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October 22 2021 6:36 PM ˚

Humayma: A cradle of empires

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Established in 90BC by the Nabataeans of Petra, Humayma served as a trading stop located on the ancient King’s Highway between the Gulf of Aqaba and Petra. (Photos: Wikimedia)
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AMMAN — Hidden in the southern Jordanian desert, Humayma is an ancient settlement that witnessed the birth of the Abbasid Revolution — a clandestine site where the first three caliphs of the Abbasid Empire orchestrated a movement to overthrow the Umayyad Caliphate.اضافة اعلان

There, the caliphs disseminated information through traders who visited Humayma from Damascus, the former capital of the Umayyads.

Established in 90BC by the Nabataeans of Petra, Humayma also served as a trading stop located on the ancient King’s Highway between the Gulf of Aqaba and Petra.

It was known back then as Havara or Auara, Arabic for white.



Established in 90BC by the Nabataeans of Petra, Humayma served as a trading stop located on the ancient King’s Highway between the Gulf of Aqaba and Petra. (Photos: Wikimedia)


According to historians, the name was chosen by the Nabataean King Aretas III who ordered it built after dreaming that his father, clad in a white cloak, was riding a horse down that area.

This settlement, 300km south of Amman, consists of several structures that date back to the Nabataean, Roman, Byzantine, and the Umayyad eras.

Historically, Humayma was an oasis, despite only receiving 80mm rainfall each year. Its infrastructure was designed for water harvesting.

Nabataean engineers collected water through aqueducts in the settlement’s surrounding 200sq.km. area, which was linked to the Hamam spring in the neighboring Al-Naqab region.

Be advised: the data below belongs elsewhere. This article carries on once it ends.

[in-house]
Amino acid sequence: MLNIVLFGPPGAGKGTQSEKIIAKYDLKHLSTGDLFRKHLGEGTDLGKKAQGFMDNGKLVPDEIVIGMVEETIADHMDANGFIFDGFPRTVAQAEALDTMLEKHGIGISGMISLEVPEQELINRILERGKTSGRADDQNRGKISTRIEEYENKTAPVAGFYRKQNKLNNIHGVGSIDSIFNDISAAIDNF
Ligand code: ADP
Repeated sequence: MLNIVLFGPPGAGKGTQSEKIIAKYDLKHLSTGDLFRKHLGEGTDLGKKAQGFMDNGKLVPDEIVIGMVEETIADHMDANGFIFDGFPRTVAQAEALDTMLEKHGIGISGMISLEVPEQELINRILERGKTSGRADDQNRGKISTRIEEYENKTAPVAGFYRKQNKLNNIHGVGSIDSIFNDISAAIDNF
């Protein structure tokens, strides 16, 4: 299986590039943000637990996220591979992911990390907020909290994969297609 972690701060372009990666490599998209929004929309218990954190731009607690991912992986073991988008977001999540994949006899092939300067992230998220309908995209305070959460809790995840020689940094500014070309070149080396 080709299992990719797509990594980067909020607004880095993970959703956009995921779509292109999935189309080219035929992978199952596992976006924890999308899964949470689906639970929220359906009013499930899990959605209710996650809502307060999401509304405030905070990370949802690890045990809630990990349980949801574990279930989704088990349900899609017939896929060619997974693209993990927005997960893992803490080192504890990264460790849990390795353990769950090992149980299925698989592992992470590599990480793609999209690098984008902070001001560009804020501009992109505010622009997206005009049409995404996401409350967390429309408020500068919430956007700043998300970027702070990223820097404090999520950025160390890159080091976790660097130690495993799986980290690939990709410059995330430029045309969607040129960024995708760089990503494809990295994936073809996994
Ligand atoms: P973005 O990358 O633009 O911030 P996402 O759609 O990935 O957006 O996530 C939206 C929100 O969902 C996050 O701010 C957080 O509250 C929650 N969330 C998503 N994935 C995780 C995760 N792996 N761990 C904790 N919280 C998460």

On either side of the desert highway that passes near Humayma, people can see several caves that were carved by Nabataeans to collect rainwater.

The Nabataean Kingdom extended from Damascus to Madain Saleh in the north of Saudi Arabia, and from the Jordanian eastern desert to Gaza in the west.

In their golden age, the Nabataeans took advantage of their kingdom’s location, which helped them control most of the region’s trade routes, especially the frankincense road that came from Yemen (a main source of spices like incense and murr).  



Established in 90BC by the Nabataeans of Petra, Humayma served as a trading stop located on the ancient King’s Highway between the Gulf of Aqaba and Petra. (Photos: Wikimedia)

After defeating the last Umayyad caliph, Abdullah Ibn Muhammad (known as Al-Saffah, or the slaughterer) became the first Abbasid caliph and chose Kufa in Iraq as his capital city, which then became the newly founded city of Baghdad.

In addition to the Nabataean reservoirs and aqueducts, the site contains other notable structures such as the Roman fort, the four Byzantine churches, the Umayyad palace, and the Abbasid Mosque.

For many archaeologists, Humayma is a phenomenal Nabataean site, where an extremely arid area was turned into a settlement that flourished for centuries.

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